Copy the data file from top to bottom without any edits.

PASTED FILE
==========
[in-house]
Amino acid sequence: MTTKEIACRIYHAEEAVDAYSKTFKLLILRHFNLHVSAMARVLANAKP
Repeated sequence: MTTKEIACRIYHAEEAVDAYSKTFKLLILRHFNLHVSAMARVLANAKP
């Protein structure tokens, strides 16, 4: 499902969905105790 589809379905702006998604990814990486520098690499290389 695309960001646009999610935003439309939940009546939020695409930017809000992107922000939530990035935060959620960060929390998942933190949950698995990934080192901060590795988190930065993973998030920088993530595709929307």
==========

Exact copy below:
[in-house]
Amino acid sequence: MTTKEIACRIYHAEEAVDAYSKTFKLLILRHFNLHVSAMARVLANAKP
Repeated sequence: MTTKEIACRIYHAEEAVDAYSKTFKLLILRHFNLHVSAMARVLANAKP
């Protein structure tokens, strides 16, 4: 499902969905105790 589809379905702006998604990814990486520098690499290389 695309960001646009999610935003439309939940009546939020695409930017809000992107922000939530990035935060959620960060929390998942933190949950698995990934080192901060590795988190930065993973998030920088993530595709929307």